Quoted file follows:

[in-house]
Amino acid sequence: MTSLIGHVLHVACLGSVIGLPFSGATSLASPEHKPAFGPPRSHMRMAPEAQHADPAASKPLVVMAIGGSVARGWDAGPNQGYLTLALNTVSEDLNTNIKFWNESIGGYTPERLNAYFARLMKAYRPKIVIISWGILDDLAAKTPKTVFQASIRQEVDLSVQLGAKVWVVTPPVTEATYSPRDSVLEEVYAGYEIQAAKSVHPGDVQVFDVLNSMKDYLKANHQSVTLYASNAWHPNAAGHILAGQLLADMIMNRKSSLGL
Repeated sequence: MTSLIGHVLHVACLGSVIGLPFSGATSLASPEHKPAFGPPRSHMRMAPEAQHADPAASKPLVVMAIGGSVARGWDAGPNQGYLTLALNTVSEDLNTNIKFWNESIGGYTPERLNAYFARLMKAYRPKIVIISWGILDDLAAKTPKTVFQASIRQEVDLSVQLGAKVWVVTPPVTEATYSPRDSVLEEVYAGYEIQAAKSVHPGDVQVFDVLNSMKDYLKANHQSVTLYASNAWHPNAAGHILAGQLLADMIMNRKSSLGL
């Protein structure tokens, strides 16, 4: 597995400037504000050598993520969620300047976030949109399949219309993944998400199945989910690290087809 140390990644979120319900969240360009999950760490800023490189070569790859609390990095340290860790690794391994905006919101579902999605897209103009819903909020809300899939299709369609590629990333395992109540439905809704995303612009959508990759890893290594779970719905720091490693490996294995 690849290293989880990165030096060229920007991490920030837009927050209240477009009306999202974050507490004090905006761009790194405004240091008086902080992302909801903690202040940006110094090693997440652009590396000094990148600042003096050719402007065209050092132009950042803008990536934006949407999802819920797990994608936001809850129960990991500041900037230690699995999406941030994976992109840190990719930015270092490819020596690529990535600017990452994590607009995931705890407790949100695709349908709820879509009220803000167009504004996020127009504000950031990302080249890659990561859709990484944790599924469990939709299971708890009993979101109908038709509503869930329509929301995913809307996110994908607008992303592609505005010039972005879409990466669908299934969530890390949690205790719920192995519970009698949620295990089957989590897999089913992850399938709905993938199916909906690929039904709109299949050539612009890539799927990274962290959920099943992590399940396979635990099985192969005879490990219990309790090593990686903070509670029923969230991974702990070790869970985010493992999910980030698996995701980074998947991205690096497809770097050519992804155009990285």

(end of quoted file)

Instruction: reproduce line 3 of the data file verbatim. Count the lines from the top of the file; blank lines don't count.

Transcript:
Repeated sequence: MTSLIGHVLHVACLGSVIGLPFSGATSLASPEHKPAFGPPRSHMRMAPEAQHADPAASKPLVVMAIGGSVARGWDAGPNQGYLTLALNTVSEDLNTNIKFWNESIGGYTPERLNAYFARLMKAYRPKIVIISWGILDDLAAKTPKTVFQASIRQEVDLSVQLGAKVWVVTPPVTEATYSPRDSVLEEVYAGYEIQAAKSVHPGDVQVFDVLNSMKDYLKANHQSVTLYASNAWHPNAAGHILAGQLLADMIMNRKSSLGL